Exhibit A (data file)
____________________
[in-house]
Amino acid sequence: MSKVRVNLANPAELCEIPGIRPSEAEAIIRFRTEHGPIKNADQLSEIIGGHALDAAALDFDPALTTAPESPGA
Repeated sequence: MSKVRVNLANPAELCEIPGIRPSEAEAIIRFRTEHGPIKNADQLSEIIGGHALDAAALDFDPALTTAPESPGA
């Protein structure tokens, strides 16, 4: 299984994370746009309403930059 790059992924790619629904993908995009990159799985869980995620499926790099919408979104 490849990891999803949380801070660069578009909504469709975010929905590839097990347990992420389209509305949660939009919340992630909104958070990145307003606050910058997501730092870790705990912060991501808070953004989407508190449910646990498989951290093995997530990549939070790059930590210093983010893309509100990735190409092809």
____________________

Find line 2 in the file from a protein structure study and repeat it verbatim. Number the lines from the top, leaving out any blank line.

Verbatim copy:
Amino acid sequence: MSKVRVNLANPAELCEIPGIRPSEAEAIIRFRTEHGPIKNADQLSEIIGGHALDAAALDFDPALTTAPESPGA